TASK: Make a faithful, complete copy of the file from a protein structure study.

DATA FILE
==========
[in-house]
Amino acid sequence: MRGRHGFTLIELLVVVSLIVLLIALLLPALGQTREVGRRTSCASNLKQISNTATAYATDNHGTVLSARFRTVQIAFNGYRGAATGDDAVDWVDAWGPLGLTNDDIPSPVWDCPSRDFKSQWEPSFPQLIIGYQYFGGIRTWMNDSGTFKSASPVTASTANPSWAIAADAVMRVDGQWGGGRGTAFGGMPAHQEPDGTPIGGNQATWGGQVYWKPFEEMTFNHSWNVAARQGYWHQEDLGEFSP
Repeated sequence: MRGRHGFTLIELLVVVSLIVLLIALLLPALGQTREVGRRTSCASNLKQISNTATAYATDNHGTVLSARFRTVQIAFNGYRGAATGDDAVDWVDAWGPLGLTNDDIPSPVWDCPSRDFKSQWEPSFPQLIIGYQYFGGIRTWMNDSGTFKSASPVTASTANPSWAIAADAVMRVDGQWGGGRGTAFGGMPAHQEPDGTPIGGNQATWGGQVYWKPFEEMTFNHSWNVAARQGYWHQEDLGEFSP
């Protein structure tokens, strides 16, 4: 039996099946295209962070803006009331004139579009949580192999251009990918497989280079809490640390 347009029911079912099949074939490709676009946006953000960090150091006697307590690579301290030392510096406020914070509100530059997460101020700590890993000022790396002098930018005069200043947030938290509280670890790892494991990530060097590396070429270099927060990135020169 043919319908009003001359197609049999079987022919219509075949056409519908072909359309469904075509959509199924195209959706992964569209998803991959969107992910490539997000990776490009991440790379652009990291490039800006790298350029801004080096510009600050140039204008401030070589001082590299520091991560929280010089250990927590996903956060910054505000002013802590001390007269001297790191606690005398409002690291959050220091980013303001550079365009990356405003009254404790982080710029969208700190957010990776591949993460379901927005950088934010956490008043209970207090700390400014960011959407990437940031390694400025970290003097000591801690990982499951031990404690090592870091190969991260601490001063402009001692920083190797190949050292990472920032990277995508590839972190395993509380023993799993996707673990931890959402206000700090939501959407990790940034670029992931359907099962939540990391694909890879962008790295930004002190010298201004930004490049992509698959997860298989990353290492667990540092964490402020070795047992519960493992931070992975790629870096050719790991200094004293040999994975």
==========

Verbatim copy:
[in-house]
Amino acid sequence: MRGRHGFTLIELLVVVSLIVLLIALLLPALGQTREVGRRTSCASNLKQISNTATAYATDNHGTVLSARFRTVQIAFNGYRGAATGDDAVDWVDAWGPLGLTNDDIPSPVWDCPSRDFKSQWEPSFPQLIIGYQYFGGIRTWMNDSGTFKSASPVTASTANPSWAIAADAVMRVDGQWGGGRGTAFGGMPAHQEPDGTPIGGNQATWGGQVYWKPFEEMTFNHSWNVAARQGYWHQEDLGEFSP
Repeated sequence: MRGRHGFTLIELLVVVSLIVLLIALLLPALGQTREVGRRTSCASNLKQISNTATAYATDNHGTVLSARFRTVQIAFNGYRGAATGDDAVDWVDAWGPLGLTNDDIPSPVWDCPSRDFKSQWEPSFPQLIIGYQYFGGIRTWMNDSGTFKSASPVTASTANPSWAIAADAVMRVDGQWGGGRGTAFGGMPAHQEPDGTPIGGNQATWGGQVYWKPFEEMTFNHSWNVAARQGYWHQEDLGEFSP
């Protein structure tokens, strides 16, 4: 039996099946295209962070803006009331004139579009949580192999251009990918497989280079809490640390 347009029911079912099949074939490709676009946006953000960090150091006697307590690579301290030392510096406020914070509100530059997460101020700590890993000022790396002098930018005069200043947030938290509280670890790892494991990530060097590396070429270099927060990135020169 043919319908009003001359197609049999079987022919219509075949056409519908072909359309469904075509959509199924195209959706992964569209998803991959969107992910490539997000990776490009991440790379652009990291490039800006790298350029801004080096510009600050140039204008401030070589001082590299520091991560929280010089250990927590996903956060910054505000002013802590001390007269001297790191606690005398409002690291959050220091980013303001550079365009990356405003009254404790982080710029969208700190957010990776591949993460379901927005950088934010956490008043209970207090700390400014960011959407990437940031390694400025970290003097000591801690990982499951031990404690090592870091190969991260601490001063402009001692920083190797190949050292990472920032990277995508590839972190395993509380023993799993996707673990931890959402206000700090939501959407990790940034670029992931359907099962939540990391694909890879962008790295930004002190010298201004930004490049992509698959997860298989990353290492667990540092964490402020070795047992519960493992931070992975790629870096050719790991200094004293040999994975």